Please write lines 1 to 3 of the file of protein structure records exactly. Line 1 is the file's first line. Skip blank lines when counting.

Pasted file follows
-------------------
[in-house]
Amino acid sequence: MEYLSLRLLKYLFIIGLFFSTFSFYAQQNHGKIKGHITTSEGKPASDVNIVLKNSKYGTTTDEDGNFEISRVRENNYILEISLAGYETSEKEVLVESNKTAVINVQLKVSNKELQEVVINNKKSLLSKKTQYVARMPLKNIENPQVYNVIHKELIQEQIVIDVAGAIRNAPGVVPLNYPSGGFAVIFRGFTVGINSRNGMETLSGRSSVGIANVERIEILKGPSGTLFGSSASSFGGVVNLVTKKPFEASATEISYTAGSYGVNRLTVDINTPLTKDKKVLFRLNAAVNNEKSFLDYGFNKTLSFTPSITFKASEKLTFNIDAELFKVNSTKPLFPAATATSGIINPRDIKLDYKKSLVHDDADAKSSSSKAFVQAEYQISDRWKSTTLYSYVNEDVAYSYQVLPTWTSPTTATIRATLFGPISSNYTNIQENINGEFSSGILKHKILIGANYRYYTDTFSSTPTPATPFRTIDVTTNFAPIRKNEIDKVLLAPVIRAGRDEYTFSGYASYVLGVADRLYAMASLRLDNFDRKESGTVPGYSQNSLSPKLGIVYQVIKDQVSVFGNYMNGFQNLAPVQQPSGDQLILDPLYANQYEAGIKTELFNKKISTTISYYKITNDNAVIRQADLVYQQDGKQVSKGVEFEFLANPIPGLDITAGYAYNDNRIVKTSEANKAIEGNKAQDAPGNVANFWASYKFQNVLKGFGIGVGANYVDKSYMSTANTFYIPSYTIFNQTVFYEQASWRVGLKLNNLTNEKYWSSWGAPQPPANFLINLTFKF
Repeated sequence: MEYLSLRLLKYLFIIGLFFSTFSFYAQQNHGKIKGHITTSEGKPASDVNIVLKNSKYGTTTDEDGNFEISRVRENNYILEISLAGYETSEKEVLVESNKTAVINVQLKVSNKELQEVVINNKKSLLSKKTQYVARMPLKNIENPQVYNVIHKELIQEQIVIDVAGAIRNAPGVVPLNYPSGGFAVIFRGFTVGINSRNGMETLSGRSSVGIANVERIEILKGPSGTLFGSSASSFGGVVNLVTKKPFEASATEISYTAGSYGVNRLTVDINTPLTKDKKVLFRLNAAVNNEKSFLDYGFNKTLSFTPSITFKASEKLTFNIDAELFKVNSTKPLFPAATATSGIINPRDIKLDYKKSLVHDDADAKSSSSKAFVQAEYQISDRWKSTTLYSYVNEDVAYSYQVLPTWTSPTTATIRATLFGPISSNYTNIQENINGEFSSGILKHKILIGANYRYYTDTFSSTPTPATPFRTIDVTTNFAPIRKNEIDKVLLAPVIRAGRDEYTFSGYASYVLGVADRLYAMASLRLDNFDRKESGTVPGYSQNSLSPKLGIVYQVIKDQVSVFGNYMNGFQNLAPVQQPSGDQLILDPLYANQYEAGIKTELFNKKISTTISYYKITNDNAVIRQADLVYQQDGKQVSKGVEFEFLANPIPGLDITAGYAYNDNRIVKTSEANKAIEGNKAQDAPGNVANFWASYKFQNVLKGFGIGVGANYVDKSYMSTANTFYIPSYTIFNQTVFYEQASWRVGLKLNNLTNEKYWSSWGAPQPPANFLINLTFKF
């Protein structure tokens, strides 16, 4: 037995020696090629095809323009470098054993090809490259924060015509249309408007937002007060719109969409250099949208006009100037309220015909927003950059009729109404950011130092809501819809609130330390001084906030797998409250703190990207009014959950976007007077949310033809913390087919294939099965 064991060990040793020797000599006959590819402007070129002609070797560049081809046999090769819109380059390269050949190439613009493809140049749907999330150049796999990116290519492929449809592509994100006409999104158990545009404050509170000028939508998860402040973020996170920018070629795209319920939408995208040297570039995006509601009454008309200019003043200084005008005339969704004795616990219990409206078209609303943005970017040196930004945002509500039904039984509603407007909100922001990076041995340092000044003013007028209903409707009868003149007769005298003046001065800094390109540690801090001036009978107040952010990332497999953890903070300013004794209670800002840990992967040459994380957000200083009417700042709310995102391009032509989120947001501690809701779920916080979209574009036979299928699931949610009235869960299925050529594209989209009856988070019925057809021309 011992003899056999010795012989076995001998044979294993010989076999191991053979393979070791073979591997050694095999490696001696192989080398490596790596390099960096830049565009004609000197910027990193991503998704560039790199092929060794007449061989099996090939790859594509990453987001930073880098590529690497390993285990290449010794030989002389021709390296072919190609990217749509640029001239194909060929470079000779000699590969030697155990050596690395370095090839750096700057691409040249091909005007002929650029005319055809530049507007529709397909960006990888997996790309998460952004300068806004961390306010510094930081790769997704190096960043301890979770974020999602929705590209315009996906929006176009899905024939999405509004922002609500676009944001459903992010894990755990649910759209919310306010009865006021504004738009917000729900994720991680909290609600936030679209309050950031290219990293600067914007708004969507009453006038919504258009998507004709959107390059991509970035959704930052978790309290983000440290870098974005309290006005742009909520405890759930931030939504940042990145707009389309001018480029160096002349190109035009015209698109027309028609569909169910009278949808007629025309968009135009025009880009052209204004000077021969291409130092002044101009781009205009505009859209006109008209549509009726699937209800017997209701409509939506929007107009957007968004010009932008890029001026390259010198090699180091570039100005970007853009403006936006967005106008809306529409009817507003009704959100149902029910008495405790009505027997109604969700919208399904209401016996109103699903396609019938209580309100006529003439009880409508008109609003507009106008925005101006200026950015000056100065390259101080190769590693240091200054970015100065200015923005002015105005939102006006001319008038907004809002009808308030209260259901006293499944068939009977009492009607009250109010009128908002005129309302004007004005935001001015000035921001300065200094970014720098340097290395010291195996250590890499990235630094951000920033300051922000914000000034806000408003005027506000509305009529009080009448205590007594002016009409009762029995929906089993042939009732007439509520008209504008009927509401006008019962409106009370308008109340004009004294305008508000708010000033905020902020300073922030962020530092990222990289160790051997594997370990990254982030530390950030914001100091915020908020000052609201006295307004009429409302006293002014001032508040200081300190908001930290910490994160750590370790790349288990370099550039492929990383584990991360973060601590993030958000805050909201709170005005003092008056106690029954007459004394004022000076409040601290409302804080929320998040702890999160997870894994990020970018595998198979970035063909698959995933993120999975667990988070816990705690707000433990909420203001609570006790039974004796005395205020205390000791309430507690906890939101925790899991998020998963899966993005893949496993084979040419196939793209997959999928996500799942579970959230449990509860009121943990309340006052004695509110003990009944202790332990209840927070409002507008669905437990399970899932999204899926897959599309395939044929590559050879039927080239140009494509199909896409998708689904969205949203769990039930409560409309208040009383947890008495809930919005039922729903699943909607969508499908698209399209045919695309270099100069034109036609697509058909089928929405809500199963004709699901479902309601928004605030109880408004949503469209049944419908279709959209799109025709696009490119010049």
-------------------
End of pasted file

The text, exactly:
[in-house]
Amino acid sequence: MEYLSLRLLKYLFIIGLFFSTFSFYAQQNHGKIKGHITTSEGKPASDVNIVLKNSKYGTTTDEDGNFEISRVRENNYILEISLAGYETSEKEVLVESNKTAVINVQLKVSNKELQEVVINNKKSLLSKKTQYVARMPLKNIENPQVYNVIHKELIQEQIVIDVAGAIRNAPGVVPLNYPSGGFAVIFRGFTVGINSRNGMETLSGRSSVGIANVERIEILKGPSGTLFGSSASSFGGVVNLVTKKPFEASATEISYTAGSYGVNRLTVDINTPLTKDKKVLFRLNAAVNNEKSFLDYGFNKTLSFTPSITFKASEKLTFNIDAELFKVNSTKPLFPAATATSGIINPRDIKLDYKKSLVHDDADAKSSSSKAFVQAEYQISDRWKSTTLYSYVNEDVAYSYQVLPTWTSPTTATIRATLFGPISSNYTNIQENINGEFSSGILKHKILIGANYRYYTDTFSSTPTPATPFRTIDVTTNFAPIRKNEIDKVLLAPVIRAGRDEYTFSGYASYVLGVADRLYAMASLRLDNFDRKESGTVPGYSQNSLSPKLGIVYQVIKDQVSVFGNYMNGFQNLAPVQQPSGDQLILDPLYANQYEAGIKTELFNKKISTTISYYKITNDNAVIRQADLVYQQDGKQVSKGVEFEFLANPIPGLDITAGYAYNDNRIVKTSEANKAIEGNKAQDAPGNVANFWASYKFQNVLKGFGIGVGANYVDKSYMSTANTFYIPSYTIFNQTVFYEQASWRVGLKLNNLTNEKYWSSWGAPQPPANFLINLTFKF
Repeated sequence: MEYLSLRLLKYLFIIGLFFSTFSFYAQQNHGKIKGHITTSEGKPASDVNIVLKNSKYGTTTDEDGNFEISRVRENNYILEISLAGYETSEKEVLVESNKTAVINVQLKVSNKELQEVVINNKKSLLSKKTQYVARMPLKNIENPQVYNVIHKELIQEQIVIDVAGAIRNAPGVVPLNYPSGGFAVIFRGFTVGINSRNGMETLSGRSSVGIANVERIEILKGPSGTLFGSSASSFGGVVNLVTKKPFEASATEISYTAGSYGVNRLTVDINTPLTKDKKVLFRLNAAVNNEKSFLDYGFNKTLSFTPSITFKASEKLTFNIDAELFKVNSTKPLFPAATATSGIINPRDIKLDYKKSLVHDDADAKSSSSKAFVQAEYQISDRWKSTTLYSYVNEDVAYSYQVLPTWTSPTTATIRATLFGPISSNYTNIQENINGEFSSGILKHKILIGANYRYYTDTFSSTPTPATPFRTIDVTTNFAPIRKNEIDKVLLAPVIRAGRDEYTFSGYASYVLGVADRLYAMASLRLDNFDRKESGTVPGYSQNSLSPKLGIVYQVIKDQVSVFGNYMNGFQNLAPVQQPSGDQLILDPLYANQYEAGIKTELFNKKISTTISYYKITNDNAVIRQADLVYQQDGKQVSKGVEFEFLANPIPGLDITAGYAYNDNRIVKTSEANKAIEGNKAQDAPGNVANFWASYKFQNVLKGFGIGVGANYVDKSYMSTANTFYIPSYTIFNQTVFYEQASWRVGLKLNNLTNEKYWSSWGAPQPPANFLINLTFKF